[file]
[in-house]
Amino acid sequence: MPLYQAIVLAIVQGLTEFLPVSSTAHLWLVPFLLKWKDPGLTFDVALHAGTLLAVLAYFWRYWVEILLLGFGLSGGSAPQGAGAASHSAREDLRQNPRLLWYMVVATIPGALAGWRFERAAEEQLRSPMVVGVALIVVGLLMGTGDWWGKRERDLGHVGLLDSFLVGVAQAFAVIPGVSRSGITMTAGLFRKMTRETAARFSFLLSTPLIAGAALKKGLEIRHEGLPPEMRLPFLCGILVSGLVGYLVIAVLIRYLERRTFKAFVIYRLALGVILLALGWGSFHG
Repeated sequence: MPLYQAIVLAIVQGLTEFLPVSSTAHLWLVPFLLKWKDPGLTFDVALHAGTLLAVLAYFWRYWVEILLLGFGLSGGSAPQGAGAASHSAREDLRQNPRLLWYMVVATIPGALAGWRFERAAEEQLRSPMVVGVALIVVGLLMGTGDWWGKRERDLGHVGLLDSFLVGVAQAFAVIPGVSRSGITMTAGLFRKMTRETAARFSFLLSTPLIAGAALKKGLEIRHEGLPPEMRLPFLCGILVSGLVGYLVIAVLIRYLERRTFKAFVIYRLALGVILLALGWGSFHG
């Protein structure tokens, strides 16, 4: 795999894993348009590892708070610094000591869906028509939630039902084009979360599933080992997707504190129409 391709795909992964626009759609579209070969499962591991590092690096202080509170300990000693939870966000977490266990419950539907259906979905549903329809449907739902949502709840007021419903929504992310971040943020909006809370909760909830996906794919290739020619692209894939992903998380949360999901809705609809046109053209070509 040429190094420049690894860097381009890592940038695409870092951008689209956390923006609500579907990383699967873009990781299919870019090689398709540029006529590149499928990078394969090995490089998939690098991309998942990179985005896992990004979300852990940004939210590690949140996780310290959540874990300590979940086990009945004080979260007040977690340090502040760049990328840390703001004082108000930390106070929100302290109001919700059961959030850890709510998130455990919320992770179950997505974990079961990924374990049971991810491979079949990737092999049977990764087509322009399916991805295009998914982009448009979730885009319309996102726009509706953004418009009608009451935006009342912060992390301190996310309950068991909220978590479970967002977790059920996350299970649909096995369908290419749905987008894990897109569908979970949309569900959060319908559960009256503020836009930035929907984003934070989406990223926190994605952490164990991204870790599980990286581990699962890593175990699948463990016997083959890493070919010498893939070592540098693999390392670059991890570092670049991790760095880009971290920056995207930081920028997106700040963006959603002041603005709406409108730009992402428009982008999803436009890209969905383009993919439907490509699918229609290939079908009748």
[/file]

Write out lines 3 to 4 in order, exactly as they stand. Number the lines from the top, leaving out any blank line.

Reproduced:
Repeated sequence: MPLYQAIVLAIVQGLTEFLPVSSTAHLWLVPFLLKWKDPGLTFDVALHAGTLLAVLAYFWRYWVEILLLGFGLSGGSAPQGAGAASHSAREDLRQNPRLLWYMVVATIPGALAGWRFERAAEEQLRSPMVVGVALIVVGLLMGTGDWWGKRERDLGHVGLLDSFLVGVAQAFAVIPGVSRSGITMTAGLFRKMTRETAARFSFLLSTPLIAGAALKKGLEIRHEGLPPEMRLPFLCGILVSGLVGYLVIAVLIRYLERRTFKAFVIYRLALGVILLALGWGSFHG
């Protein structure tokens, strides 16, 4: 795999894993348009590892708070610094000591869906028509939630039902084009979360599933080992997707504190129409 391709795909992964626009759609579209070969499962591991590092690096202080509170300990000693939870966000977490266990419950539907259906979905549903329809449907739902949502709840007021419903929504992310971040943020909006809370909760909830996906794919290739020619692209894939992903998380949360999901809705609809046109053209070509 040429190094420049690894860097381009890592940038695409870092951008689209956390923006609500579907990383699967873009990781299919870019090689398709540029006529590149499928990078394969090995490089998939690098991309998942990179985005896992990004979300852990940004939210590690949140996780310290959540874990300590979940086990009945004080979260007040977690340090502040760049990328840390703001004082108000930390106070929100302290109001919700059961959030850890709510998130455990919320992770179950997505974990079961990924374990049971991810491979079949990737092999049977990764087509322009399916991805295009998914982009448009979730885009319309996102726009509706953004418009009608009451935006009342912060992390301190996310309950068991909220978590479970967002977790059920996350299970649909096995369908290419749905987008894990897109569908979970949309569900959060319908559960009256503020836009930035929907984003934070989406990223926190994605952490164990991204870790599980990286581990699962890593175990699948463990016997083959890493070919010498893939070592540098693999390392670059991890570092670049991790760095880009971290920056995207930081920028997106700040963006959603002041603005709406409108730009992402428009982008999803436009890209969905383009993919439907490509699918229609290939079908009748």